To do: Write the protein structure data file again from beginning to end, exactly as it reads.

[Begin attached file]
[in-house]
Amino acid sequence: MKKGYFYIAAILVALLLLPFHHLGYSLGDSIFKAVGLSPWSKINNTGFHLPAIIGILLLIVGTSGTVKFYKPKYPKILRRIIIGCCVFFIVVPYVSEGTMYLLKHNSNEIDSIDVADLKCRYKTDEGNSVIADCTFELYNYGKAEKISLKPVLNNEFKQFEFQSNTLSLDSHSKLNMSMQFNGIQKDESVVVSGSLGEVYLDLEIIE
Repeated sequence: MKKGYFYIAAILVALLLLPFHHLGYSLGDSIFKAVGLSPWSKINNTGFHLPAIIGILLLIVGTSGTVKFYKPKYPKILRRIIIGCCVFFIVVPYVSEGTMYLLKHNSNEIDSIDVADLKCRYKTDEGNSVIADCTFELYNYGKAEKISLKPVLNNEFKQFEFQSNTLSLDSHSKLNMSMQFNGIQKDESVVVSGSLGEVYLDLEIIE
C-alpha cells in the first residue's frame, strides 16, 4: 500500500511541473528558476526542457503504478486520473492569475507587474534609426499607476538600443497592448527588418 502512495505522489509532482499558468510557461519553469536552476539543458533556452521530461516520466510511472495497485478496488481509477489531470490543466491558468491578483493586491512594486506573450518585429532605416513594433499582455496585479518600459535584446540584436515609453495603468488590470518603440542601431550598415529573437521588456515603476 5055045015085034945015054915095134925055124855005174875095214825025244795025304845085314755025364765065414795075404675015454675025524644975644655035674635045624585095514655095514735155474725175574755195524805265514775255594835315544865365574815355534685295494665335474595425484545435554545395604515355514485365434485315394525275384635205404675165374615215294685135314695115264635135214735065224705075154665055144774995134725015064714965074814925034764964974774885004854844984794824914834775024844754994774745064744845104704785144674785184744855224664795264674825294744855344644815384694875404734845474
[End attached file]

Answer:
[in-house]
Amino acid sequence: MKKGYFYIAAILVALLLLPFHHLGYSLGDSIFKAVGLSPWSKINNTGFHLPAIIGILLLIVGTSGTVKFYKPKYPKILRRIIIGCCVFFIVVPYVSEGTMYLLKHNSNEIDSIDVADLKCRYKTDEGNSVIADCTFELYNYGKAEKISLKPVLNNEFKQFEFQSNTLSLDSHSKLNMSMQFNGIQKDESVVVSGSLGEVYLDLEIIE
Repeated sequence: MKKGYFYIAAILVALLLLPFHHLGYSLGDSIFKAVGLSPWSKINNTGFHLPAIIGILLLIVGTSGTVKFYKPKYPKILRRIIIGCCVFFIVVPYVSEGTMYLLKHNSNEIDSIDVADLKCRYKTDEGNSVIADCTFELYNYGKAEKISLKPVLNNEFKQFEFQSNTLSLDSHSKLNMSMQFNGIQKDESVVVSGSLGEVYLDLEIIE
C-alpha cells in the first residue's frame, strides 16, 4: 500500500511541473528558476526542457503504478486520473492569475507587474534609426499607476538600443497592448527588418 502512495505522489509532482499558468510557461519553469536552476539543458533556452521530461516520466510511472495497485478496488481509477489531470490543466491558468491578483493586491512594486506573450518585429532605416513594433499582455496585479518600459535584446540584436515609453495603468488590470518603440542601431550598415529573437521588456515603476 5055045015085034945015054915095134925055124855005174875095214825025244795025304845085314755025364765065414795075404675015454675025524644975644655035674635045624585095514655095514735155474725175574755195524805265514775255594835315544865365574815355534685295494665335474595425484545435554545395604515355514485365434485315394525275384635205404675165374615215294685135314695115264635135214735065224705075154665055144774995134725015064714965074814925034764964974774885004854844984794824914834775024844754994774745064744845104704785144674785184744855224664795264674825294744855344644815384694875404734845474